Page 29

Henry Hunsinger

He was a young cowboy and he said he‘d done wrong. (―The Streets of Laredo‖) By asking the narrator not to mention ―the man who had killed‖ him, the dying cowboy admits his error in life. To his benefit, however, he gains the relevance he was unable to attain in life through his own death and the honorable burial which followed. For Jack Gladney the story is strikingly different. After shooting Mr. Gray, our romantic hero sees him for the first time as a fellow man: I looked at him. Alive. His lap a puddle of blood. With restoration of the Normal order of matter and sensation, I felt I was seeing him for the first Time as a person. The old human muddles and quirks were set flowing Again. Compassion, remorse, mercy. (Delillo 313) Although Cornel Bonca believes that, ―this is not one of those shootings where a man discovers his own human connection to another person thorough the spilling of blood,‖ the text seems to disagree and we are given no reason to doubt Jack‘s narrative (Bonca). By seeing Willie as ―alive‖ and in ―a puddle of blood,‖ which is one of the most definitive expressions of life itself, Jack no longer views Mr. Gray as the ―staticky‖ figure representing technological culture (Delillo 296). Instead, he viewed him as just another frightened man, whose use of Dylar was evidence of the same frail condition that Jack possessed himself. This change is illustrated in his decision to save Willie Mink‘s life by taking him to the nuns for medical attention. He, therefore, ―forgive[s]‖ Willie—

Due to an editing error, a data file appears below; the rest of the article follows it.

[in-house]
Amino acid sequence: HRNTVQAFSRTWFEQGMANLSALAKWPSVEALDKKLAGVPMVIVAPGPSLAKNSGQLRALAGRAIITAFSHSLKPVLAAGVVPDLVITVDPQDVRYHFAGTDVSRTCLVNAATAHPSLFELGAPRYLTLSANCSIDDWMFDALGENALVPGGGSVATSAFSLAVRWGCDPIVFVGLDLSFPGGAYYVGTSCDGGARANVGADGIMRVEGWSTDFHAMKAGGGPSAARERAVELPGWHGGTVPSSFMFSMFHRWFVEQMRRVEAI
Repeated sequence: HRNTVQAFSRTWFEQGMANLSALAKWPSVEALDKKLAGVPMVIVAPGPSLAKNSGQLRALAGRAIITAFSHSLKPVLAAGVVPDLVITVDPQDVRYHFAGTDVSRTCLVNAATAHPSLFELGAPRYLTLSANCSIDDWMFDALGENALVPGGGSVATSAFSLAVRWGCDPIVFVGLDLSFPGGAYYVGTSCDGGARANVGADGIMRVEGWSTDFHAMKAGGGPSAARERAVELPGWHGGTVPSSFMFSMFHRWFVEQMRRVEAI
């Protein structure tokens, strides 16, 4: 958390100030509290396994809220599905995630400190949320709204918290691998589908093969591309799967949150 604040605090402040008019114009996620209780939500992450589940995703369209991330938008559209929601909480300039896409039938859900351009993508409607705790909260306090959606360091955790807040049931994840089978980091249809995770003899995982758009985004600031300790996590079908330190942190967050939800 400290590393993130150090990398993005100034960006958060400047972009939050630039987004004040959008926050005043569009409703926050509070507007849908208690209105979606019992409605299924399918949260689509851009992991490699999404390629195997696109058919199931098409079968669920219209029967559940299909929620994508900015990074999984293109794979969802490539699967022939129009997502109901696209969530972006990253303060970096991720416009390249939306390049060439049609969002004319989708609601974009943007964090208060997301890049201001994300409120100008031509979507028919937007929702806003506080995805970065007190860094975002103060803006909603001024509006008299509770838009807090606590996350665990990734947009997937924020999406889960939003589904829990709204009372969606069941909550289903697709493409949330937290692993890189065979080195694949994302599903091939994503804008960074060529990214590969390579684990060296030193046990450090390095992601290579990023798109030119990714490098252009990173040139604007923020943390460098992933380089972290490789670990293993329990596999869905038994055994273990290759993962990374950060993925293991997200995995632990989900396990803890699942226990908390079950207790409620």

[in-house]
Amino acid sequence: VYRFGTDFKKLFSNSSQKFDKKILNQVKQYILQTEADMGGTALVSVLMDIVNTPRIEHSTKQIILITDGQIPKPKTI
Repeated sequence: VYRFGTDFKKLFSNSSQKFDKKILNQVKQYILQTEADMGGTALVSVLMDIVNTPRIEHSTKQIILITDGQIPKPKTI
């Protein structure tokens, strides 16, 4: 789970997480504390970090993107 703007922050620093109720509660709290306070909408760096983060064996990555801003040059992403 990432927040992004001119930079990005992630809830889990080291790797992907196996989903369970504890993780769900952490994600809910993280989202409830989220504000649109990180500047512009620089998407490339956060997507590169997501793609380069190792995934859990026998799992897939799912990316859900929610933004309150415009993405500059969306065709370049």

Page 30

Heinrich’s Hidden Prophesy: The Quest for Relevance in Don Delillo’s White Noise

and like the dying cowboy who does not want to ―mention‖ the name of his former enemy in order that he may ―pass on,‖ Jack allows Mr. Gray to ―pass on‖ by saving him from a violent death (Delillo 315) (―The Streets of Laredo‖). Unlike the cowboy redeemed in death, Jack Gladney is redeemed in life. Both have found relevance and are better off than they had been before. The ―marker‖ left in place for the dead cowboy is the tangible symbol of the relevance he attained by telling his story (―The Streets of Laredo‖). It also represents the tombstone of the old Jack Gladney. Like a cowboy, the newly invigorated Jack, free from the crippling fear of death he lived with prior to his romantic courtship, enjoys watching sunsets from the overpass with Babette and Wilder. While he is aware of man‘s predetermined death and ―don‘t know how to feel‖ about the knowledge, he frees himself from the paralyzing influence of terror he felt in the past (Delillo 324). This is due to the relevance he attained through his confrontation with Willie Mink and the subsequent forgiveness of the man and the oppressive technological society he inhabits.